Wednesday, October 29, 2008
The Future of Black Reading
What would it be like for a group of students to read Frederick Douglass’s slave narrative using an electronic book reader? How about using an e-book reader to cover Toni Morrison’s Song of Solomon? Or, what would the experience be like of receiving short poems by Langston Hughes and Gwendolyn Brooks via text message?
I began posing these kinds of questions with more interest when Amazon released its e-book reader the Kindle. The Kindle's launch a year ago generated a wide range of publicity. Some viewed the device with suspicion, but an overwhelming number of reviewers predicted that the Kindle and e-book reading devices in general would become increasingly sophisticated and eventually change the nature of reading and book publishing.
Among the dozens of reviews I covered, I was especially interested in E-Book Readers: Ready for Their Closeup? by poet, literary critic, and blogger Aldon Nielsen, whose piece pointed out pluses and minuses with the Kindle and Sony’s e-book reader. Nielsen’s review did not focus directly on e-book readers and black books.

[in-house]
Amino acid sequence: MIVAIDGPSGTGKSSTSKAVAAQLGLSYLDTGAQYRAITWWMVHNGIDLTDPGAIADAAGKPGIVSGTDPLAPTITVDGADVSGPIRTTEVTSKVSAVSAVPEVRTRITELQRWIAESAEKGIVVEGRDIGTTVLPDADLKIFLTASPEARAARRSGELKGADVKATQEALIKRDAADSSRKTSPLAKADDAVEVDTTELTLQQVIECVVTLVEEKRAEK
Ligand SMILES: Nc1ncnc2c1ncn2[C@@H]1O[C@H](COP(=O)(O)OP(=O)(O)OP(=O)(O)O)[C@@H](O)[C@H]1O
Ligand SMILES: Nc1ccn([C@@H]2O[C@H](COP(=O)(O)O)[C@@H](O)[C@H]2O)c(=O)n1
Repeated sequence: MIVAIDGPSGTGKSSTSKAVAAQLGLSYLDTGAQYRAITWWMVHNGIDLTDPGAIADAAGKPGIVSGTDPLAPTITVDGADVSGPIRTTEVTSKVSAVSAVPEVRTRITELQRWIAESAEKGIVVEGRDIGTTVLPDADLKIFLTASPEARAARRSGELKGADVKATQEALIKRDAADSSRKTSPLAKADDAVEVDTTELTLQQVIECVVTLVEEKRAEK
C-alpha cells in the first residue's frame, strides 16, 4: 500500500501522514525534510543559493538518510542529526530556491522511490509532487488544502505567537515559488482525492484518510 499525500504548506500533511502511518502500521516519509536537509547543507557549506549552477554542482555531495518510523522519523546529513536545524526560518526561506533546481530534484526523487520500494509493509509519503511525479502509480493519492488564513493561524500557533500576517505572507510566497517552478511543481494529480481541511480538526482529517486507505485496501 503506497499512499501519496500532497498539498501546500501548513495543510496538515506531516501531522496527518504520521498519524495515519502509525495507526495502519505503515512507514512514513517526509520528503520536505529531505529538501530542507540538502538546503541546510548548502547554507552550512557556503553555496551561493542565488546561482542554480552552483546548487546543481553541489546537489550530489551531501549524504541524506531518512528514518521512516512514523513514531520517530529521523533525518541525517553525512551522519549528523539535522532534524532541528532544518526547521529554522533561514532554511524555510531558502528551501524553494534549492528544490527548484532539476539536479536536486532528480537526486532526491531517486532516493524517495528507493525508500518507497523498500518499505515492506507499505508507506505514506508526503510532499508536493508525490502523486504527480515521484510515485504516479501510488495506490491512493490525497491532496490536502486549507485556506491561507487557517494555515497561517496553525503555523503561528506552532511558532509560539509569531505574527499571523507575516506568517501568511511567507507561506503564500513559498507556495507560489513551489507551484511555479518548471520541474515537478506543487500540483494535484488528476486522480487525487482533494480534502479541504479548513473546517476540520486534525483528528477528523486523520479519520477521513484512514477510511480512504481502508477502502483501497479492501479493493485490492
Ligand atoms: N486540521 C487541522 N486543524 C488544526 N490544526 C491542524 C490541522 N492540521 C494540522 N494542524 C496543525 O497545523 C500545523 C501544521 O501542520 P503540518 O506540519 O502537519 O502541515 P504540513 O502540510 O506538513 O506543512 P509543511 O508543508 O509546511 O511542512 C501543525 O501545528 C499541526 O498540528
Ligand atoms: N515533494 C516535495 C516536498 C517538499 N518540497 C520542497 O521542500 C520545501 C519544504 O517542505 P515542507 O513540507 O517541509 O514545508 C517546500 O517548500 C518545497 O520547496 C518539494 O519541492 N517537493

However, he’s produced such an extensive body of work on African American literature that I was inclined to wonder more and more what these new devices might mean in regards to the digital transmission of African American literary art.
Recently, NYTimes writer Motoko Rich published two articles for a series entitled “the Future of Reading” that concentrate on how “the Internet and other technological and social forces are changing the way people read.” The tones of the comments in response to Rich’s Literacy Debate: Online, R U Really Reading and Using Video Games as Bait to Hook Readers indicated that a wide range of readers have strong opinions about the convergence of new technologies and reading.
There’s been little discussion about what the future of African American reading practices might entail in the mainstream venues, not unless you're counting Oprah's recent endorsement of the Kindle. Still, we have to wonder, to remix the focus of that series for the NYTimes, how are technological and social forces changing the ways black people read and shaping an array of readers' encounters with African American literature?
We’ve been trying to address those kinds of questions with some of our projects such as The Interactive Reading Group and aspects of the Poetry Correspondence Program. We’re still in the early stages of researching.
If you have any thoughts or links on the future of black reading, do let us know.